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Retirement home can force resident to move to higher level of care

A retirement community can force one of its residents to move from a private apartment to a smaller assisted-living unit, a federal court has ruled. Sally Herriot, 90, is a resident of Channing House, a continuing care retirement community in Palo Alto, California. Like many such communities, Channing House provides three levels of care – independent living, assisted living, and skilled nursing. After moving to the facility with her now-deceased husband in 1991, Ms. Herriot lived

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Who should be your retirement plan beneficiary?

Picking a retirement plan beneficiary is a key step in estate planning.  Every year we hear about people who lost out on enormous tax savings by picking the wrong beneficiary.  So how do you decide whom to pick? Most married people will choose their spouse.  This is usually a good idea because the spouse can take distributions from the plan if he or she needs the money.  The spouse can also roll the account over into

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Uncertain market makes prepaid 529 plans more attractive

With the stock market down significantly, some parents are looking at safer ways to save for a child’s college education. Prepaid 529 plans offer parents (and other family members) the opportunity to lock in tuition at today’s rates. Up until now, traditional 529 savings plans have been more popular. These traditional plans allow parents or other family members to invest money for a child’s education tax-free, usually in mutual funds. But prepaid plans are gaining ground

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Why now is a good time for sophisticated estate planning

All of us are affected by the economic recession, but you should know that certain estate planning techniques become must more valuable when asset prices plunge – so this is a good time to take advantage of them. Some of the best estate planning ideas involve giving a partial interest in your assets to your heirs now, while retaining effective control over the assets.  The idea is to get these interests out of your estate now

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What happens if you die without a will?

We all know we’re supposed to do estate planning, but not all of us get around to it. So what happens if you don’t have a will when you die? Your estate will be distributed according to state laws, which may or may not conform to the way you want your assets and possessions to be distributed. Each state has laws that determine what will happen if a person dies without a will. If you’re married,

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Smart ways to help adult children through troubled financial times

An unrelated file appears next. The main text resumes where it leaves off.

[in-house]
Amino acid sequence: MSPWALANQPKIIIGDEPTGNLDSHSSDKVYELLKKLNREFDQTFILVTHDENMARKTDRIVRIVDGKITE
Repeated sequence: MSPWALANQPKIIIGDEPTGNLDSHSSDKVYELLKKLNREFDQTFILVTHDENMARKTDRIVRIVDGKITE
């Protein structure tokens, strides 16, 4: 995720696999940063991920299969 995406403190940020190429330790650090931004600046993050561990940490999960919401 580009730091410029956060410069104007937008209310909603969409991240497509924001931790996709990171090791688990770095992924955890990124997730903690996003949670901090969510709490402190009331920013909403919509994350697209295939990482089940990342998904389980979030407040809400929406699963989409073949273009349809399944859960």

Many older people are watching their grown children struggling through difficult times, facing unemployment, investment losses, difficulty in keeping up with a mortgage and other issues.  These parents want to help their children financially – but they want to do so in a tax-smart way that’s consistent with their overall estate plan.  Here are some ideas to consider:  Annual gifts to children’s spouses: Suppose your daughter is doing well financially, but your son has lost his

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What the recession will mean for long-term care

The current economic downturn isn’t going to change the needs of seniors for help with the activities of daily living. However, it could have a big effect on how and where that help is provided – at home, in an assisted living facility, or in a nursing home. And it could affect who provides the care – family members or hired staff.

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Grooming policy for employees may be illegal

Can an employer adopt a grooming policy that requires male workers who have contact with customers to be clean-shaven and have trimmed hair? Maybe … but this might amount to religious discrimination, according to the Massachusetts Supreme Judicial Court. The worker in this case was a technician at a Jiffy Lube service station. He was a Rastafarian and his religion did not permit him to shave or cut his hair. The company told him that if

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Nursing home employees could be sued – despite contract

The family of a patient who died in a nursing home could sue the nurses who took care of her – even though the patient’s contract with the home said that the home couldn’t be sued and any complaints had to go to arbitration instead. The family claimed that three nurses ignored warning signs of the patient’s heart problem, and she died as a result. The contract said that the family couldn’t sue the home. However,

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Why a recession is a good time for estate planning

All of us are affected by the economic recession, but you should know that certain estate planning techniques become much more valuable when asset prices plunge – so this is a good time to take advantage of them. Some of the best estate planning strategies involve giving a partial interest in your assets to your heirs now, while retaining effective control over the assets. The idea is to get these partial interests out of your estate

Read More »
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